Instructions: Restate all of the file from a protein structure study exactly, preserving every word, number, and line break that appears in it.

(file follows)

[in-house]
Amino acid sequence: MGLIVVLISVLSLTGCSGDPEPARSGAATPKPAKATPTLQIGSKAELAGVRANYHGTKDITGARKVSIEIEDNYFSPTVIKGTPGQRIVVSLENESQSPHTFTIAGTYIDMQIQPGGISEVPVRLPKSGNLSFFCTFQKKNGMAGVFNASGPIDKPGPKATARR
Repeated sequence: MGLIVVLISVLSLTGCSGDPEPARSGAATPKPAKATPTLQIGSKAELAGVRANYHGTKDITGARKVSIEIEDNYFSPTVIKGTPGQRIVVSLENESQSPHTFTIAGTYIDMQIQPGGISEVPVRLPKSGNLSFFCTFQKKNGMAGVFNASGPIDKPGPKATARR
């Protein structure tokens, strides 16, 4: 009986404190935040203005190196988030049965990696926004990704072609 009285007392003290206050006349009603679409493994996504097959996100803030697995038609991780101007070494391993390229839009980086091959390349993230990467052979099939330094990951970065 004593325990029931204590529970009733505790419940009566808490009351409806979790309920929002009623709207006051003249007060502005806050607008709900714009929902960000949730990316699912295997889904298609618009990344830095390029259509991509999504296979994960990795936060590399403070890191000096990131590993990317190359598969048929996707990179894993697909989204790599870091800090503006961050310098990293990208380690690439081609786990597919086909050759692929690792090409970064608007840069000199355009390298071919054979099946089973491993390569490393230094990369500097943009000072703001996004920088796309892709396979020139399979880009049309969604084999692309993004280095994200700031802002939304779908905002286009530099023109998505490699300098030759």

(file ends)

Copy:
[in-house]
Amino acid sequence: MGLIVVLISVLSLTGCSGDPEPARSGAATPKPAKATPTLQIGSKAELAGVRANYHGTKDITGARKVSIEIEDNYFSPTVIKGTPGQRIVVSLENESQSPHTFTIAGTYIDMQIQPGGISEVPVRLPKSGNLSFFCTFQKKNGMAGVFNASGPIDKPGPKATARR
Repeated sequence: MGLIVVLISVLSLTGCSGDPEPARSGAATPKPAKATPTLQIGSKAELAGVRANYHGTKDITGARKVSIEIEDNYFSPTVIKGTPGQRIVVSLENESQSPHTFTIAGTYIDMQIQPGGISEVPVRLPKSGNLSFFCTFQKKNGMAGVFNASGPIDKPGPKATARR
């Protein structure tokens, strides 16, 4: 009986404190935040203005190196988030049965990696926004990704072609 009285007392003290206050006349009603679409493994996504097959996100803030697995038609991780101007070494391993390229839009980086091959390349993230990467052979099939330094990951970065 004593325990029931204590529970009733505790419940009566808490009351409806979790309920929002009623709207006051003249007060502005806050607008709900714009929902960000949730990316699912295997889904298609618009990344830095390029259509991509999504296979994960990795936060590399403070890191000096990131590993990317190359598969048929996707990179894993697909989204790599870091800090503006961050310098990293990208380690690439081609786990597919086909050759692929690792090409970064608007840069000199355009390298071919054979099946089973491993390569490393230094990369500097943009000072703001996004920088796309892709396979020139399979880009049309969604084999692309993004280095994200700031802002939304779908905002286009530099023109998505490699300098030759």